How were Neolithic buildings roofed?
That must surely be one of the most frequently asked questions since Skara Brae re-emerged from the sand around 1850.
Because nothing survived of Skara Brae’s roofs, it has long been assumed they were made of perishable, organic materials – whalebone or timber beams supporting a roof of turf, skins, thatched seaweed or straw.
At Rinyo, in Rousay, however, the 1938 excavators encountered an irregular “pavement” of thin slabs on the floor of some of the buildings. Few of these were laid flat, with “quite a number” leaning up against wall and furniture.
Their conclusion was that this “pavement” represented a collapsed roof. 
But no-one seems to have paid much attention.
Especially when there were tantalising clues elsewhere a few years earlier.
At Skara Brae, rubble in the buildings led to the proposal that they had corbelled, beehive-like, roofs. But there was a fly in the ointment – the excavation team did not find enough to cover the entire span of the structures. 
But re-reading the early excavation accounts does hint at the possibility that some of Skara Brae’s buildings were stone-roofed.
In 1931, Childe described the conditions encountered in House Seven:
Had he unwittingly stumbled across roofing tiles? Tiles that he then had his labourers clear out with the rest of the “rubbish”?
Bearing this in mind, it is interesting to note his references, two years previously to fragile paving – hardly the best material to cover a floor.
The first evidence
It was the Ness of Brodgar complex that, in 2010, first produced Orkney’s first real evidence of a Neolithic roof.
In Structure Eight there was a layer of carefully trimmed, rectangular slabs lying on the floor deposits in the northern end. Such was their number that, like Childe at Skara Brae 81 years earlier, they were originally thought to represent paving. But it soon became clear that we were actually looking at fallen roofing material!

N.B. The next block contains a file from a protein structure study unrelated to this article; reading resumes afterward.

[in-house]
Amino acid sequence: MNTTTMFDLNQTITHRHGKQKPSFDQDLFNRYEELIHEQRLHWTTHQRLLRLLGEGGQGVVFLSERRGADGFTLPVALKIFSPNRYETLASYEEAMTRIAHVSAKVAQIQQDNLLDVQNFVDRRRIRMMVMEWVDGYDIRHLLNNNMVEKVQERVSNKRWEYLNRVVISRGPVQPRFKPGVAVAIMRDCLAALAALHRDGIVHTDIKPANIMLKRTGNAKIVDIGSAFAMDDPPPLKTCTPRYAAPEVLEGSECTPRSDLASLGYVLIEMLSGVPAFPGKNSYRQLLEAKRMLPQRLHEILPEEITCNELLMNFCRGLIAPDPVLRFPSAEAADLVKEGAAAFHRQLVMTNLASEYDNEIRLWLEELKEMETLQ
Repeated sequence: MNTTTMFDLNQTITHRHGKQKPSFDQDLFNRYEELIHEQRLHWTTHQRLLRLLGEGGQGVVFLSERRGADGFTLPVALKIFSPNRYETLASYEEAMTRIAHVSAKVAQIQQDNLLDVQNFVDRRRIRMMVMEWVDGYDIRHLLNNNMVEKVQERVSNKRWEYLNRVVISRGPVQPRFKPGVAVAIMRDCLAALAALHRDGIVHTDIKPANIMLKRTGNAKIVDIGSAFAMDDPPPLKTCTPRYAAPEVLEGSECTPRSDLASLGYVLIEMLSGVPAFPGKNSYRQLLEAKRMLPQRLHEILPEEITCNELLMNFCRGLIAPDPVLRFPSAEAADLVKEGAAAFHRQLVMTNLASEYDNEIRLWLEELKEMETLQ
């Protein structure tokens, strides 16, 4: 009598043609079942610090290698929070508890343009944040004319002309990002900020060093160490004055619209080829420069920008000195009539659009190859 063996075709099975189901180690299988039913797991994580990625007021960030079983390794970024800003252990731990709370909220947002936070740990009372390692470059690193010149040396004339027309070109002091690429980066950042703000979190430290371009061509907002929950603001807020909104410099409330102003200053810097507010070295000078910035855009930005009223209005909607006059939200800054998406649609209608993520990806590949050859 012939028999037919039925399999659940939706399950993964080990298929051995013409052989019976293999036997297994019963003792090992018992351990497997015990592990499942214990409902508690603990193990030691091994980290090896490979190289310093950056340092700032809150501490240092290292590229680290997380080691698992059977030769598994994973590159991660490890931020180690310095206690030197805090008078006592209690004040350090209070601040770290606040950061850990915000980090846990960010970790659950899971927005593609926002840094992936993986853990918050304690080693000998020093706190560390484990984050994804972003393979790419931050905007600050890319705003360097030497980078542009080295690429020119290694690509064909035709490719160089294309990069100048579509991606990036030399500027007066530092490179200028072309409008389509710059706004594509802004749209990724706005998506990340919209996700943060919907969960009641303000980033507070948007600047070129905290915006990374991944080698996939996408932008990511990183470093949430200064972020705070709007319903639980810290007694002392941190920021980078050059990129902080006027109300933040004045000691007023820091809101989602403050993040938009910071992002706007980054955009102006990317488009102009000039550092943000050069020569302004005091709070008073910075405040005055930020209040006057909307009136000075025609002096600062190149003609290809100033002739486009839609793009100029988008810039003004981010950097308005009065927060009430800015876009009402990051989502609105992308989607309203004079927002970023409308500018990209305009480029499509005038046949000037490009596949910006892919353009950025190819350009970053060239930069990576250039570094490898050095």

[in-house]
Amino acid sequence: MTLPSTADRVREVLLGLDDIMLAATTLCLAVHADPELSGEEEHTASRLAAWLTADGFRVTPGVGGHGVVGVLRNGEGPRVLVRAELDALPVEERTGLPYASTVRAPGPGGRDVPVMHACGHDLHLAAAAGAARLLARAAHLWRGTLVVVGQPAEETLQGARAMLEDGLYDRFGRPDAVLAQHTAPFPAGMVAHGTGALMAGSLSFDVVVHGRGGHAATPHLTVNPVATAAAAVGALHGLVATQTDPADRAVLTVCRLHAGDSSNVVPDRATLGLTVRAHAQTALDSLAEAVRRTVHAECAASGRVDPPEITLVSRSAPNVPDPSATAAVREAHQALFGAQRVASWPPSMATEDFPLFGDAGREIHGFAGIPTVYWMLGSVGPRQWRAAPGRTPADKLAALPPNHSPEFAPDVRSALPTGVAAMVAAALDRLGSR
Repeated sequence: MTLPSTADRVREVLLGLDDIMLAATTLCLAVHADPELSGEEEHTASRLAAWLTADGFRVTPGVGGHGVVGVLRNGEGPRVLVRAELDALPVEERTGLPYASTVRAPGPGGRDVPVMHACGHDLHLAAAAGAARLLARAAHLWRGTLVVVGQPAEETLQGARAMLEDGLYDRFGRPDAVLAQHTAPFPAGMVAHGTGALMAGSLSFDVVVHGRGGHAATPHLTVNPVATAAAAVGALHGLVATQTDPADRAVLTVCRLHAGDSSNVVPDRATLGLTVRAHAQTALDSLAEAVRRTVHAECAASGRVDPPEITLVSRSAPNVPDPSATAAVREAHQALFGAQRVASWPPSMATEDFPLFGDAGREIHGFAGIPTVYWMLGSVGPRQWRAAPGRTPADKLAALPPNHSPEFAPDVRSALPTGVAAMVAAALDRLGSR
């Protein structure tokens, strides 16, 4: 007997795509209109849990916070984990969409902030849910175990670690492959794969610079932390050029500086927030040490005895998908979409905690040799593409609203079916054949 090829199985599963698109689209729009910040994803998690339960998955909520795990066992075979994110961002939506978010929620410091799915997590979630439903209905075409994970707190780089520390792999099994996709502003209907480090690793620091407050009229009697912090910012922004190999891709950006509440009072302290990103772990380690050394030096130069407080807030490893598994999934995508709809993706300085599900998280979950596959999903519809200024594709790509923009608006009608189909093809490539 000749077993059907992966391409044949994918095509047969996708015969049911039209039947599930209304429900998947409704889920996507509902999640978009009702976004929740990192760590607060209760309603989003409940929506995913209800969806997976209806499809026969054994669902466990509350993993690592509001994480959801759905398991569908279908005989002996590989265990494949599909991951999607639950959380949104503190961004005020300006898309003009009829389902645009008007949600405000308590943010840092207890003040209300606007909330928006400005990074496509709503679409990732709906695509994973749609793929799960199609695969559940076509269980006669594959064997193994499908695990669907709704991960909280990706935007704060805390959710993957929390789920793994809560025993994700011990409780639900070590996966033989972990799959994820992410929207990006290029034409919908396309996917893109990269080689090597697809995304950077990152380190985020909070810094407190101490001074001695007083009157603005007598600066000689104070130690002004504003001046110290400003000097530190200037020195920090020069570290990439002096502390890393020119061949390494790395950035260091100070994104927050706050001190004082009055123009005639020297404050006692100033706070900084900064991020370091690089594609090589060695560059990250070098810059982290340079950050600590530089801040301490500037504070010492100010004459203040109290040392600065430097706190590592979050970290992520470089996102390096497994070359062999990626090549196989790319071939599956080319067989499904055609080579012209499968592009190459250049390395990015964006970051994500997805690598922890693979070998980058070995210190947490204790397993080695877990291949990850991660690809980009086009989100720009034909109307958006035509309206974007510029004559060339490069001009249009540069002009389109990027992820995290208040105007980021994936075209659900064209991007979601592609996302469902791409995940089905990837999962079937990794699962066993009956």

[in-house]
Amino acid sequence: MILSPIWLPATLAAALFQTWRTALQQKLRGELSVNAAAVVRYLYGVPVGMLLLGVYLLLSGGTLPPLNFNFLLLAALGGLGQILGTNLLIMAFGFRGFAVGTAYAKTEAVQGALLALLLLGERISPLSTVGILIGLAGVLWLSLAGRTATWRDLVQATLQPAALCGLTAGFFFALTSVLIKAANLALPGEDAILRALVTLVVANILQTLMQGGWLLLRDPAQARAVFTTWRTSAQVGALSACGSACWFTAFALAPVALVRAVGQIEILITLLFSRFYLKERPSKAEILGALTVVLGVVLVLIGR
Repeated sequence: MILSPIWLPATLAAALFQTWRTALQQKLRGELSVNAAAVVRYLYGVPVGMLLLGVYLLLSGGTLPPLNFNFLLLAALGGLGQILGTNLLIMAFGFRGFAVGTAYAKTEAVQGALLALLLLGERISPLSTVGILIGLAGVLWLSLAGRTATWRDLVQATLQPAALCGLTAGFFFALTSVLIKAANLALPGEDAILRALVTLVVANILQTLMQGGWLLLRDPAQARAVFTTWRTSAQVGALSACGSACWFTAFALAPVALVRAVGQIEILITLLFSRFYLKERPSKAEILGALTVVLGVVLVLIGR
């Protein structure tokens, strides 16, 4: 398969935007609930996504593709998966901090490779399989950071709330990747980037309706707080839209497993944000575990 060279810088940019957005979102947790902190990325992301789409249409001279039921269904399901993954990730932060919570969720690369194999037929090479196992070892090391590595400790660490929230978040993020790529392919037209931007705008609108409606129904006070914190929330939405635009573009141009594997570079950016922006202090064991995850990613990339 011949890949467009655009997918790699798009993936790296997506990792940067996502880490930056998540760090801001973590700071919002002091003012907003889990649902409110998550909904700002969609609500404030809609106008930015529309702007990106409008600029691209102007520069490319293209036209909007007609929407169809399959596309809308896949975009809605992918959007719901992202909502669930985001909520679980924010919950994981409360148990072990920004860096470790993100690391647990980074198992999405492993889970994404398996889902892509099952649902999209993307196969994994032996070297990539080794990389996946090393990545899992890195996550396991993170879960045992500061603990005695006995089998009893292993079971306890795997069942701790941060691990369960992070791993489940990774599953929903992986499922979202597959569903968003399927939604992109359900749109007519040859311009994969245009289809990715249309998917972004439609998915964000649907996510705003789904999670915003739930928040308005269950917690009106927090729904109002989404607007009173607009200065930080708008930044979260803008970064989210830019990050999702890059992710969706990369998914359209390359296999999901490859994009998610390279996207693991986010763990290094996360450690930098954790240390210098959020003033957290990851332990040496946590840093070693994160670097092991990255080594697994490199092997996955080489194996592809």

Site director Nick Card’s experience in traditional Orcadian roofing techniques proved invaluable in interpreting what had been uncovered.
The distribution of the slabs showed that their size decreased towards the centre of the building and were smaller at the end walls. This was not only indicative of roofing material but suggested the prehistoric roof followed the external curved ends of the structure.
With no evidence of post holes inside, it seems likely that a wooden framework was secured to the top of the building’s walls and the roof tiles arranged on top and held in place by their own weight.
Large quantities of white clay found among the tiles may have been used to seal and weatherproof the roof. Or possibly to bed the tiles down to prevent slippage and achieve a more regular profile.
The angle at which the tiles were lying, and their distribution, strongly suggested that Structure Eight’s northern roof section had collapsed in one sudden event.
The scale and grandeur of the monumental buildings at the Ness suggests they were meant to impress. It seems very likely, therefore, that their massive stone roofs played a major role in this.
There is little doubt that the stone roofs, particularly if they were atypical, would have dramatically enhanced their visual impact – not only from the outside but also from inside.
In Structure Eight, for example, a Carnegie Trust-funded study, by UHI Archaeology Institute masters student Neil Ackerman, calculated that the roof ridge was up to four metres above the building’s wallhead. 
Assuming the walls originally stood over 1.5 metres, the highest point of Structure Eight’s roof could have towered almost six metres above ground level!
The roofing material encountered at the Ness of Brodgar was fashioned from sandstone slabs that had been carefully shaped, with their edges trimmed, to form rectangular tiles of varying sizes (length 38-57cm; width 23-40cm; thickness 1.3-2.7cm). 
None of the tiles were perforated, suggesting they were propped against a wooden frame – the largest at the bottom and along the building’s long sides – and decreasing in size towards the ridge. The tiles were held in place by their own weight, perhaps aided by clay caulking.
Slabs like these were used for Orcadian stone roofs right through to the 20th century and it may be that the techniques use had not changed much over the millennia.
-  Childe, V. G., Paterson, J. and Bryce, T. (1929). Provisional Report on the Excavations at Skara Brae, and on Finds from the 1927 and 1928 Campaigns. With a Report on Bones. In Proceedings of the Society of Antiquaries of Scotland (Vol. 63, pp. 225–280).
-  Childe, V. G. (1930) Operations at Skara Brae during 1929. In Proceedings of the Society of Antiquaries of Scotland (Vol. 64, pp. 158–191).
-  Childe, V. G. (1931). Skara Brae: a Pictish village in Orkney. Kegan Paul: London.
-  Ackerman, N. (2020) A roof over their heads. In Card, N., Edmonds, M. and Mitchell, A. (eds) The Ness of Brodgar: As it Stands. The Orcadian: Kirkwall.